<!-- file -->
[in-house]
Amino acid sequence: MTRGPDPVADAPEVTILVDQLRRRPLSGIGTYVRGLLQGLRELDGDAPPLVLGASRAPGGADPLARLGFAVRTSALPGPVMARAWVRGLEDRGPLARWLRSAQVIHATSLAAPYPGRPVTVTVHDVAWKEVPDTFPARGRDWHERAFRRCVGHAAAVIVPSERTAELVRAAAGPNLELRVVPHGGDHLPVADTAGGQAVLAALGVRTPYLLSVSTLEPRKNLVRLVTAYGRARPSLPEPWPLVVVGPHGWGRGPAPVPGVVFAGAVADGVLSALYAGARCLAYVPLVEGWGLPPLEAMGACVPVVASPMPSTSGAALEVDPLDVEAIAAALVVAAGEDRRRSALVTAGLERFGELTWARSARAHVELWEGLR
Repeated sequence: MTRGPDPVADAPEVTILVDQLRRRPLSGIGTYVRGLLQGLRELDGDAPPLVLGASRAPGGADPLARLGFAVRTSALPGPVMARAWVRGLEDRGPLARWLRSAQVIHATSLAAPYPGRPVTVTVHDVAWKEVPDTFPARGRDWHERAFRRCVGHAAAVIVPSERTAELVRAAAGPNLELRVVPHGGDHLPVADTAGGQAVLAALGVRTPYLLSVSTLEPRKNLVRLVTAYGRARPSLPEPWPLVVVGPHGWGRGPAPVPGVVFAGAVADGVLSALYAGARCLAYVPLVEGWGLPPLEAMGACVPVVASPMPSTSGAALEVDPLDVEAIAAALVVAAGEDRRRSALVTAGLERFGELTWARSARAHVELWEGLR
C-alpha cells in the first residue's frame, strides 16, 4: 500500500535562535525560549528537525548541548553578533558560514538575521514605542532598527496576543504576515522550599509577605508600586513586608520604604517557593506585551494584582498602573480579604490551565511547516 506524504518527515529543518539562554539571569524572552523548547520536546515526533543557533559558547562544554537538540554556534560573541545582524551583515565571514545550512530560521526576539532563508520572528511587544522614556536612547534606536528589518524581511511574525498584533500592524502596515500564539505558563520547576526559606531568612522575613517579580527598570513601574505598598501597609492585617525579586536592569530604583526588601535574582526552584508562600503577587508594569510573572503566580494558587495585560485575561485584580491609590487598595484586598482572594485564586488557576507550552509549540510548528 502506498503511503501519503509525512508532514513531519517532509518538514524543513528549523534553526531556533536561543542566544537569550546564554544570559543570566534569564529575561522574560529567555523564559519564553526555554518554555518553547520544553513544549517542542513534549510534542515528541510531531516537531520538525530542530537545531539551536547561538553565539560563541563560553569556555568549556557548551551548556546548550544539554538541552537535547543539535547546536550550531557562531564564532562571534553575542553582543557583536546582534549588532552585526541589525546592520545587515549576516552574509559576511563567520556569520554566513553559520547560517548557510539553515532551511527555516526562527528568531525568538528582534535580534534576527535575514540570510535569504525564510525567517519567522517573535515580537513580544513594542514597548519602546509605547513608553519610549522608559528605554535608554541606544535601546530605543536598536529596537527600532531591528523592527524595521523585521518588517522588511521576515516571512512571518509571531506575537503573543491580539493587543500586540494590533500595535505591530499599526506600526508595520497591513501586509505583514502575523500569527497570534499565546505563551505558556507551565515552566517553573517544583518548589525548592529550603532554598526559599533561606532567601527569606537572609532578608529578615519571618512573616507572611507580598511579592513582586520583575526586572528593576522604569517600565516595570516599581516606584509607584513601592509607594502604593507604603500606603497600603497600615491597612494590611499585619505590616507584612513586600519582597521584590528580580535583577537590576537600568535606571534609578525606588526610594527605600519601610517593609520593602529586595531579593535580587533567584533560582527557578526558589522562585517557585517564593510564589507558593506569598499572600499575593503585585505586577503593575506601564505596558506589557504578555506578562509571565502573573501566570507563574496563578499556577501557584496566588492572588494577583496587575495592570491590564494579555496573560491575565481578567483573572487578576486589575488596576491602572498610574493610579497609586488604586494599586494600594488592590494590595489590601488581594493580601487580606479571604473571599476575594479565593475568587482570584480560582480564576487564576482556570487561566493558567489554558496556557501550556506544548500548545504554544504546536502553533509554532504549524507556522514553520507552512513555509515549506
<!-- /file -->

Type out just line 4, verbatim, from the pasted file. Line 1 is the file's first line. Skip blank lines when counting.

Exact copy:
C-alpha cells in the first residue's frame, strides 16, 4: 500500500535562535525560549528537525548541548553578533558560514538575521514605542532598527496576543504576515522550599509577605508600586513586608520604604517557593506585551494584582498602573480579604490551565511547516 506524504518527515529543518539562554539571569524572552523548547520536546515526533543557533559558547562544554537538540554556534560573541545582524551583515565571514545550512530560521526576539532563508520572528511587544522614556536612547534606536528589518524581511511574525498584533500592524502596515500564539505558563520547576526559606531568612522575613517579580527598570513601574505598598501597609492585617525579586536592569530604583526588601535574582526552584508562600503577587508594569510573572503566580494558587495585560485575561485584580491609590487598595484586598482572594485564586488557576507550552509549540510548528 502506498503511503501519503509525512508532514513531519517532509518538514524543513528549523534553526531556533536561543542566544537569550546564554544570559543570566534569564529575561522574560529567555523564559519564553526555554518554555518553547520544553513544549517542542513534549510534542515528541510531531516537531520538525530542530537545531539551536547561538553565539560563541563560553569556555568549556557548551551548556546548550544539554538541552537535547543539535547546536550550531557562531564564532562571534553575542553582543557583536546582534549588532552585526541589525546592520545587515549576516552574509559576511563567520556569520554566513553559520547560517548557510539553515532551511527555516526562527528568531525568538528582534535580534534576527535575514540570510535569504525564510525567517519567522517573535515580537513580544513594542514597548519602546509605547513608553519610549522608559528605554535608554541606544535601546530605543536598536529596537527600532531591528523592527524595521523585521518588517522588511521576515516571512512571518509571531506575537503573543491580539493587543500586540494590533500595535505591530499599526506600526508595520497591513501586509505583514502575523500569527497570534499565546505563551505558556507551565515552566517553573517544583518548589525548592529550603532554598526559599533561606532567601527569606537572609532578608529578615519571618512573616507572611507580598511579592513582586520583575526586572528593576522604569517600565516595570516599581516606584509607584513601592509607594502604593507604603500606603497600603497600615491597612494590611499585619505590616507584612513586600519582597521584590528580580535583577537590576537600568535606571534609578525606588526610594527605600519601610517593609520593602529586595531579593535580587533567584533560582527557578526558589522562585517557585517564593510564589507558593506569598499572600499575593503585585505586577503593575506601564505596558506589557504578555506578562509571565502573573501566570507563574496563578499556577501557584496566588492572588494577583496587575495592570491590564494579555496573560491575565481578567483573572487578576486589575488596576491602572498610574493610579497609586488604586494599586494600594488592590494590595489590601488581594493580601487580606479571604473571599476575594479565593475568587482570584480560582480564576487564576482556570487561566493558567489554558496556557501550556506544548500548545504554544504546536502553533509554532504549524507556522514553520507552512513555509515549506